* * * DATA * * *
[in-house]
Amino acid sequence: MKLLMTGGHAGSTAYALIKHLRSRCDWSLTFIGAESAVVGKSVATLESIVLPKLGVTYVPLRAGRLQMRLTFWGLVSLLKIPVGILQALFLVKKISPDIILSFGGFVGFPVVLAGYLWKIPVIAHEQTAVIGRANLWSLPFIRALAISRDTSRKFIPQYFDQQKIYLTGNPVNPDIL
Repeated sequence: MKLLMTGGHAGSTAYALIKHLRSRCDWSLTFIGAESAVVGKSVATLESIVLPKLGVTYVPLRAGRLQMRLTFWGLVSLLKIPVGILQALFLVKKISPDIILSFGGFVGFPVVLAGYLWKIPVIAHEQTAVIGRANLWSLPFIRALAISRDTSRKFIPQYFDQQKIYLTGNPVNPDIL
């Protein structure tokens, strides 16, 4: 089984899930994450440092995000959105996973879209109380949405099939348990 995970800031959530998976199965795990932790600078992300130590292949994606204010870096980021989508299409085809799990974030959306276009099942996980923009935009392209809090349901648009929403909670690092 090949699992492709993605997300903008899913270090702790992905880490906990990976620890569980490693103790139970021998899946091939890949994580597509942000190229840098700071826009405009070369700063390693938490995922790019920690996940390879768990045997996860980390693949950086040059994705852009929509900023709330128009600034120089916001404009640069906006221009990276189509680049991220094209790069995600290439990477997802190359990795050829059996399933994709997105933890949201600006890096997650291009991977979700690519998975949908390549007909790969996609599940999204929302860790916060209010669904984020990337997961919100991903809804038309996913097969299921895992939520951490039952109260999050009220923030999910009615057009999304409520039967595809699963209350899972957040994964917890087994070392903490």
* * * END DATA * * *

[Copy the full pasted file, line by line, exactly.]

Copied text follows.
[in-house]
Amino acid sequence: MKLLMTGGHAGSTAYALIKHLRSRCDWSLTFIGAESAVVGKSVATLESIVLPKLGVTYVPLRAGRLQMRLTFWGLVSLLKIPVGILQALFLVKKISPDIILSFGGFVGFPVVLAGYLWKIPVIAHEQTAVIGRANLWSLPFIRALAISRDTSRKFIPQYFDQQKIYLTGNPVNPDIL
Repeated sequence: MKLLMTGGHAGSTAYALIKHLRSRCDWSLTFIGAESAVVGKSVATLESIVLPKLGVTYVPLRAGRLQMRLTFWGLVSLLKIPVGILQALFLVKKISPDIILSFGGFVGFPVVLAGYLWKIPVIAHEQTAVIGRANLWSLPFIRALAISRDTSRKFIPQYFDQQKIYLTGNPVNPDIL
């Protein structure tokens, strides 16, 4: 089984899930994450440092995000959105996973879209109380949405099939348990 995970800031959530998976199965795990932790600078992300130590292949994606204010870096980021989508299409085809799990974030959306276009099942996980923009935009392209809090349901648009929403909670690092 090949699992492709993605997300903008899913270090702790992905880490906990990976620890569980490693103790139970021998899946091939890949994580597509942000190229840098700071826009405009070369700063390693938490995922790019920690996940390879768990045997996860980390693949950086040059994705852009929509900023709330128009600034120089916001404009640069906006221009990276189509680049991220094209790069995600290439990477997802190359990795050829059996399933994709997105933890949201600006890096997650291009991977979700690519998975949908390549007909790969996609599940999204929302860790916060209010669904984020990337997961919100991903809804038309996913097969299921895992939520951490039952109260999050009220923030999910009615057009999304409520039967595809699963209350899972957040994964917890087994070392903490």